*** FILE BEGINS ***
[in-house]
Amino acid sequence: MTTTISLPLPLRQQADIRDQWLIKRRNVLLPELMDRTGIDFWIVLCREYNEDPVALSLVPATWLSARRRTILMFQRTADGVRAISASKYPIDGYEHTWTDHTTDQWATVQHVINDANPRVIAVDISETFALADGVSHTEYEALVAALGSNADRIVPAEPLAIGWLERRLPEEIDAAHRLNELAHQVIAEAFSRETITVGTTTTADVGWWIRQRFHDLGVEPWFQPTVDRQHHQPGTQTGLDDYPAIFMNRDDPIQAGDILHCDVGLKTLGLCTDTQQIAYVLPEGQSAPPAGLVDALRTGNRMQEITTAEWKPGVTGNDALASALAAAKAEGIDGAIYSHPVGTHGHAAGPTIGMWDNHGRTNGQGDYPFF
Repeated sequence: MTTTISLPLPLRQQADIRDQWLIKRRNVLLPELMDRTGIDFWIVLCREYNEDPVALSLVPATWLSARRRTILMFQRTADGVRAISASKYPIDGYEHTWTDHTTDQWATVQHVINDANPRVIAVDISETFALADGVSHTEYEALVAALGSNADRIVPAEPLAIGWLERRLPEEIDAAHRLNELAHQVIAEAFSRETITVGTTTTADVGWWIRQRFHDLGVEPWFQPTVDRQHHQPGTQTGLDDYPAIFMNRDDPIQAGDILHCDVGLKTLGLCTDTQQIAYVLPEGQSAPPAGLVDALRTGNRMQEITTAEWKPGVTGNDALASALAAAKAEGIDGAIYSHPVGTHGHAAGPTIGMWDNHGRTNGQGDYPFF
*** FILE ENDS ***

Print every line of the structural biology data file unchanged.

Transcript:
[in-house]
Amino acid sequence: MTTTISLPLPLRQQADIRDQWLIKRRNVLLPELMDRTGIDFWIVLCREYNEDPVALSLVPATWLSARRRTILMFQRTADGVRAISASKYPIDGYEHTWTDHTTDQWATVQHVINDANPRVIAVDISETFALADGVSHTEYEALVAALGSNADRIVPAEPLAIGWLERRLPEEIDAAHRLNELAHQVIAEAFSRETITVGTTTTADVGWWIRQRFHDLGVEPWFQPTVDRQHHQPGTQTGLDDYPAIFMNRDDPIQAGDILHCDVGLKTLGLCTDTQQIAYVLPEGQSAPPAGLVDALRTGNRMQEITTAEWKPGVTGNDALASALAAAKAEGIDGAIYSHPVGTHGHAAGPTIGMWDNHGRTNGQGDYPFF
Repeated sequence: MTTTISLPLPLRQQADIRDQWLIKRRNVLLPELMDRTGIDFWIVLCREYNEDPVALSLVPATWLSARRRTILMFQRTADGVRAISASKYPIDGYEHTWTDHTTDQWATVQHVINDANPRVIAVDISETFALADGVSHTEYEALVAALGSNADRIVPAEPLAIGWLERRLPEEIDAAHRLNELAHQVIAEAFSRETITVGTTTTADVGWWIRQRFHDLGVEPWFQPTVDRQHHQPGTQTGLDDYPAIFMNRDDPIQAGDILHCDVGLKTLGLCTDTQQIAYVLPEGQSAPPAGLVDALRTGNRMQEITTAEWKPGVTGNDALASALAAAKAEGIDGAIYSHPVGTHGHAAGPTIGMWDNHGRTNGQGDYPFF